Surjani violence: New strain of violence has law enforcers fearing the worst

Clashes over land-grabbing leave at least 10 dead in Surjani Town.

Faraz Khan August 02, 2011


In what appears to be yet another ethnic clash, property worth millions was torched and at least 10 people were killed on Monday night.

Authorities worry that the incident, believed to be a fight over land-grabbing between Seraiki-speaking people from southern Punjab and Pashto-speaking people, may be the beginnings of a new ethnic war.

Surjani’s population is a mix of Urdu-, Seraiki- and Pashto-speaking people. Usually clashes between ethnic groups across the city are thought to be between certain groups but for the first time, a new group has entered the fray.

“This is the first time that I have seen Seraiki- and Pashto-speaking people fighting,” said Additional IG Saud Mirza, who has been in a slew of meetings with officers across the city in an attempt to stem the violence. “It is definitely not a good sign.” He feared that this new violence could escalate and spread. More and more law enforcers have been deployed to Surjani in an attempt to nip the danger in the bud, he added.

A police official told The Express Tribune that the whole issue, like most political clashes in the city, is the land mafia’s doing. In the beginning, two land grabbers locked horns and the scuffle gradually went from two ethnicities fighting to a political clash.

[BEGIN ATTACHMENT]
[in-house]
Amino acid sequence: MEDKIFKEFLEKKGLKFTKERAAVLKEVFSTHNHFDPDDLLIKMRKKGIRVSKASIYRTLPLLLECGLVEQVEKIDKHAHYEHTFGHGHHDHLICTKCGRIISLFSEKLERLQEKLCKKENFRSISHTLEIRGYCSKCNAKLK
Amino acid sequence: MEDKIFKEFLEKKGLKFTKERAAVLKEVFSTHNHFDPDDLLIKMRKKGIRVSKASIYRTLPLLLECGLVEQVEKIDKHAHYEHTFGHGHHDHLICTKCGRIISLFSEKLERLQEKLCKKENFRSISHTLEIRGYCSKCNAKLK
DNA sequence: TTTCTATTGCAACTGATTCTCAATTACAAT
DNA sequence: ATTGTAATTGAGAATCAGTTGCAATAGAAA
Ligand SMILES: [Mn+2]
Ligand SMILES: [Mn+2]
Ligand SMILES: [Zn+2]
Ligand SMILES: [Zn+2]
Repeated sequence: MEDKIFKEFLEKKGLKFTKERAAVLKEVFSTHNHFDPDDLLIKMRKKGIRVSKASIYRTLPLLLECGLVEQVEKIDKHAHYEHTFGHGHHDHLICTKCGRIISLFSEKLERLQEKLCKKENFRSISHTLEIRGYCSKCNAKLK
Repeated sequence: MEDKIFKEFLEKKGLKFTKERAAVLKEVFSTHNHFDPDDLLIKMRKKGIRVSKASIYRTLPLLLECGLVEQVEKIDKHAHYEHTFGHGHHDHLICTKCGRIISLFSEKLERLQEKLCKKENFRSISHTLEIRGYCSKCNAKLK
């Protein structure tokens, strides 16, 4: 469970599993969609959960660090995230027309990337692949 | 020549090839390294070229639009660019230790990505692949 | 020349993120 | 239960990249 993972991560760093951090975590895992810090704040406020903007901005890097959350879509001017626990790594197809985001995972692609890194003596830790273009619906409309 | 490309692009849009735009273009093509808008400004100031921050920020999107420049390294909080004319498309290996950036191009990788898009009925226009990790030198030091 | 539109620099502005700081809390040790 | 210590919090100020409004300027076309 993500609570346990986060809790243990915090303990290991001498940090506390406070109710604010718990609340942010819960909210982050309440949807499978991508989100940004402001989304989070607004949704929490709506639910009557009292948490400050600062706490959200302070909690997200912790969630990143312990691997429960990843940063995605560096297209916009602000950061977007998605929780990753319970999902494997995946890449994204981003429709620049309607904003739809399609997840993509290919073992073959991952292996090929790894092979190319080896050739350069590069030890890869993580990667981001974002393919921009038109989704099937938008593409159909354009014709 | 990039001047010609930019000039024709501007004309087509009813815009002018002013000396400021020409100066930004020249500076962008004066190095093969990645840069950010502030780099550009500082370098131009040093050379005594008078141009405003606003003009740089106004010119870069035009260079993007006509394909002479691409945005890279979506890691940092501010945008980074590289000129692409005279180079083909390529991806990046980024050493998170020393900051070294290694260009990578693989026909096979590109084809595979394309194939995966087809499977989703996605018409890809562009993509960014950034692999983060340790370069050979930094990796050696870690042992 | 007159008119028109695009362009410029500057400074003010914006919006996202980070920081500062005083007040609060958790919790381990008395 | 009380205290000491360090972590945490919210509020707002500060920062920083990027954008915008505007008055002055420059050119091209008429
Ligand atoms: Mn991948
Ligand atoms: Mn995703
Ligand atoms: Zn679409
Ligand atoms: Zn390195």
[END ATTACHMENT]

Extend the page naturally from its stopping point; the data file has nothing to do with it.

He said that land grabbers and the supporters of political parties use each other to their own advantage. “If you compare the Seraiki and Pashtun, then you find that the Pashto-speaking men are more in number,” he said. “The Seraiki do not have the resources, weapons or manpower to take on the Pashtun.”

Both are, however, backed by political parties.

Pakistan Seraiki Qaumi Ittehad (PSQI) chairman Colonel (rtd) Jabbar Abbasi told The Express Tribune that the clash was not a random, isolated incident but was the result of a chain of many small fights that have been breaking out between the two groups for a couple of months now. He denied the involvement or support of any political party.

He claimed that it started when a Pashto-speaking person allegedly urinated on a newly constructed house belonging to the PSQI general secretary, Haji Nazeer Ahmed, in Surjani, leading to a fight between the two groups.

Next, a Seraiki-speaking person identified as Allah Dita, was killed and four others were wounded in firing while they were on their way to the Northern Bypass to hold a protest over the abduction of Seraiki children, also apparently by the rival group. “We are targeted each time,” he said. “How long are we meant to bear it? The police never catches the actual culprits.”

On Sunday, Tahir Khan, identified as Allah Ditta’s killer, by the Seraiki group, was murdered in Surjani. “The Seraikis and Pashtun have always lived together in harmony, but recently these small fights have escalated into a bigger problem,” Abbasi said. “When Tahir died, the Pashtun began attacking our houses and we did what we had to do to protect ourselves.” Pashtun leader Younus Buneri contradicted Abbasi, claiming that the Seraiki and Pashtun have nothing against each other and the Pashtun have always supported the Seraikis. He said that the same force that is behind the violence across the city is responsible for the unrest in Surjani. The people behind the violence take minor scuffles over personal matters and turn them into ethnic or political issues, he added.

Published in The Express Tribune, August 3rd, 2011.